Aifa is calling for the Financial Ombudsman Service to charge complainants who bring cases with no merit against advisers.
In its response to the Hunt Review, Aifa says a radical overhaul of the FOS structure, process and charges is needed to make it more transparent, accountable and easier to do business with.
Aifa says the rules allow the FOS to levy a charge against frivolous complainants, but the FOS does not use this opportunity. It is calling for the FOS to introduce joint liability where providers of “toxic” products are held equally liable for negative effects on consumers.
Aifa says the ombudsman should instruct firms on how much compensation to pay, rather than relying on formulaic instructions that are open to abuse.
The submission says as over 90 per cent of complaints are over large companies, a small firms division is needed to protect both firms and consumers.
Aifa director general Chris Cummings says: “The creation of the small firms division allows complaints against smaller firms to be treated individually with due regard to the needs and interests of these firms and their consumers – so allowing for a process that is fair to all.”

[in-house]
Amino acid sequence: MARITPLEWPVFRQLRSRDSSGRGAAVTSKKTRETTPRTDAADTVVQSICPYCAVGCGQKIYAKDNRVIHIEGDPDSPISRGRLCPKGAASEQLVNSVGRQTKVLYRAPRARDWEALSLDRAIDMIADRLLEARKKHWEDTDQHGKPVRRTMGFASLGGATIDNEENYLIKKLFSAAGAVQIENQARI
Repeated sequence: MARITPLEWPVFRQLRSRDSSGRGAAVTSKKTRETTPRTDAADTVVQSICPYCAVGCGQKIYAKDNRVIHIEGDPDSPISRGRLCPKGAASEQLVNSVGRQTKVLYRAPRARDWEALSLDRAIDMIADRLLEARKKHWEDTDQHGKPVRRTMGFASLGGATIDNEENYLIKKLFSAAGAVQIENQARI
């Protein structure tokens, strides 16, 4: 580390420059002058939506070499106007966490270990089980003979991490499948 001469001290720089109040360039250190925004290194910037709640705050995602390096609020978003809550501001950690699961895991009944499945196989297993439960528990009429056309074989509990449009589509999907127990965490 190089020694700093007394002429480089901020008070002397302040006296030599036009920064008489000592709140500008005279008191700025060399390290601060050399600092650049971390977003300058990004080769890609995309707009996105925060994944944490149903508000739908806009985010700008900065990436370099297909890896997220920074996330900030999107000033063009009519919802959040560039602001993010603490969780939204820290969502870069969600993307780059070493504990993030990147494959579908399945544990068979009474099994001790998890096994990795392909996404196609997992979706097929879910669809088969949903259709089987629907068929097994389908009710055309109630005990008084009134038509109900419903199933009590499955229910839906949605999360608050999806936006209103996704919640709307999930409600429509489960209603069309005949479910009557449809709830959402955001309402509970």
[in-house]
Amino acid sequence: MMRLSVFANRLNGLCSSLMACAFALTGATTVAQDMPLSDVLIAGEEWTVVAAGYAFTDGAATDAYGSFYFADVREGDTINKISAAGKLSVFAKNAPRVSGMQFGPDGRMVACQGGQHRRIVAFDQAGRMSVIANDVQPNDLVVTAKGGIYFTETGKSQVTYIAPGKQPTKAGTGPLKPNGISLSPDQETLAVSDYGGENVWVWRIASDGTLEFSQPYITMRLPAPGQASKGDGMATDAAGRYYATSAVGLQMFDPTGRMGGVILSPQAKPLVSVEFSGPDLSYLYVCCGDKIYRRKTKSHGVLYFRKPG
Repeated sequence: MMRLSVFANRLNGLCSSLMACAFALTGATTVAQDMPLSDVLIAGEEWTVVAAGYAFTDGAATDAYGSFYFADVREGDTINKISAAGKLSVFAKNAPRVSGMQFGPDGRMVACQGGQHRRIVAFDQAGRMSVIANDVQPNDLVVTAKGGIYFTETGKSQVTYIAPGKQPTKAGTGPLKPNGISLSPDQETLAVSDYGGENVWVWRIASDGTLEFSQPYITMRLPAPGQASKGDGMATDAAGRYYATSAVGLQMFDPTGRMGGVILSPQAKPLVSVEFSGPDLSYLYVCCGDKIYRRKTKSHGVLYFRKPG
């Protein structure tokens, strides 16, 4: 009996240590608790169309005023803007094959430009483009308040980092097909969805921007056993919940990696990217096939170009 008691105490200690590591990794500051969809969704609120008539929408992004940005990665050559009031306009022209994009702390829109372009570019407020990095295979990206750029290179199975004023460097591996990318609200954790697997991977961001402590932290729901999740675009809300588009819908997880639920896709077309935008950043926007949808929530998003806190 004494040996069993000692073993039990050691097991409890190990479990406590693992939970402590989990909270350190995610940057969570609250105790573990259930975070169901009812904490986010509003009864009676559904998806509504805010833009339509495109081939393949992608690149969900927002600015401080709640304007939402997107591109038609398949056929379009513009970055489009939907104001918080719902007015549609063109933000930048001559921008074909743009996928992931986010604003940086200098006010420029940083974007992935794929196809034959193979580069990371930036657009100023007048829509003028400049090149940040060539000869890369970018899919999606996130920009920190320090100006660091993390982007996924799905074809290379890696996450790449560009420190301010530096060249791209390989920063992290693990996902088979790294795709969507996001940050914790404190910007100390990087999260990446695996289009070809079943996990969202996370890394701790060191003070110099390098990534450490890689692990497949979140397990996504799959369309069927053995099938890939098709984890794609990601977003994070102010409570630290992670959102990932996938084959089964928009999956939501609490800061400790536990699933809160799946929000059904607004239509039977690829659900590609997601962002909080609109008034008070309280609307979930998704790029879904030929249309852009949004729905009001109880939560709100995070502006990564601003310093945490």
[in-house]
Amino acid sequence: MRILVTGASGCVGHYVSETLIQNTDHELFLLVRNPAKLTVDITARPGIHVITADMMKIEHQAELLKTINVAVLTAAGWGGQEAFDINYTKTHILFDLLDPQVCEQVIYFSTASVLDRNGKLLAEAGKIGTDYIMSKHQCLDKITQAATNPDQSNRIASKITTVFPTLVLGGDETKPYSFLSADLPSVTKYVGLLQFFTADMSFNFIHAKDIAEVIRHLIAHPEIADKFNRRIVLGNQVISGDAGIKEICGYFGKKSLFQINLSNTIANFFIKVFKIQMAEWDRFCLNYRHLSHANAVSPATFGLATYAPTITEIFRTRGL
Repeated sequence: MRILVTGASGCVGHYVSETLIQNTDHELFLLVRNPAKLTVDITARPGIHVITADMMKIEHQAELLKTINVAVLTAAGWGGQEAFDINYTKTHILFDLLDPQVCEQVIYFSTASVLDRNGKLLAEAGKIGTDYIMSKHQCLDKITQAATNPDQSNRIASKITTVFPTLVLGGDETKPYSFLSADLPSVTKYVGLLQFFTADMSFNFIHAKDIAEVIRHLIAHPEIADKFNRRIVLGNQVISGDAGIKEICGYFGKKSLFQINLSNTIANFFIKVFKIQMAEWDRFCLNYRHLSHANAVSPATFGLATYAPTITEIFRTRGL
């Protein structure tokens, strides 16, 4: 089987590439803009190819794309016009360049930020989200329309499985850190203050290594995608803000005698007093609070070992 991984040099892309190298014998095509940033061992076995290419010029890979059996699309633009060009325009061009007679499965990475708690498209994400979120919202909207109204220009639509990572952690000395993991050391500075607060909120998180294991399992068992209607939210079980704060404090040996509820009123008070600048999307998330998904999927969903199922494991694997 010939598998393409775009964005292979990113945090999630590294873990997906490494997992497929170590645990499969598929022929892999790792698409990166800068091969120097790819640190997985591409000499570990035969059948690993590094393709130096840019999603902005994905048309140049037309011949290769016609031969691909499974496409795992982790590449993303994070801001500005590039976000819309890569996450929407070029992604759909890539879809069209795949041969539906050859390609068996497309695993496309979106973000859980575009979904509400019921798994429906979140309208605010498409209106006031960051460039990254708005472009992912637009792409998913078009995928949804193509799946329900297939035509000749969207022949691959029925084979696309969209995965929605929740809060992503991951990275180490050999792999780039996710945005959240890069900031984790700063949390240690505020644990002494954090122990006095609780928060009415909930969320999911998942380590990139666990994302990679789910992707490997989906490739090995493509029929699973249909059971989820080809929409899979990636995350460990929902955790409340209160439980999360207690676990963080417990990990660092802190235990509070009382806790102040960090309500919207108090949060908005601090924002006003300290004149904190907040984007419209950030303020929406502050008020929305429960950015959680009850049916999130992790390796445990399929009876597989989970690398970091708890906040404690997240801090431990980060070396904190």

Cummings also proposes an increase in the number of “free” cases for advisers. He says: “We are calling for 10 free cases. The case fee can be a significant burden for small firms despite only being a fraction of the Ombudsman’s case load in comparison to that of the banks and insurers. We also feel it is unfair that the FOS charges case fees when the case is found to be outside of FOS jurisdiction.”
Cummings says the FOS should publish information about firms that are most complained about so consumers can make an informed choice.
He says: “We believe that firms with particularly high levels of complaints received and upheld should be named and shamed with the relevant numbers publicised. We need to ensure that consumers understand who they can trust.”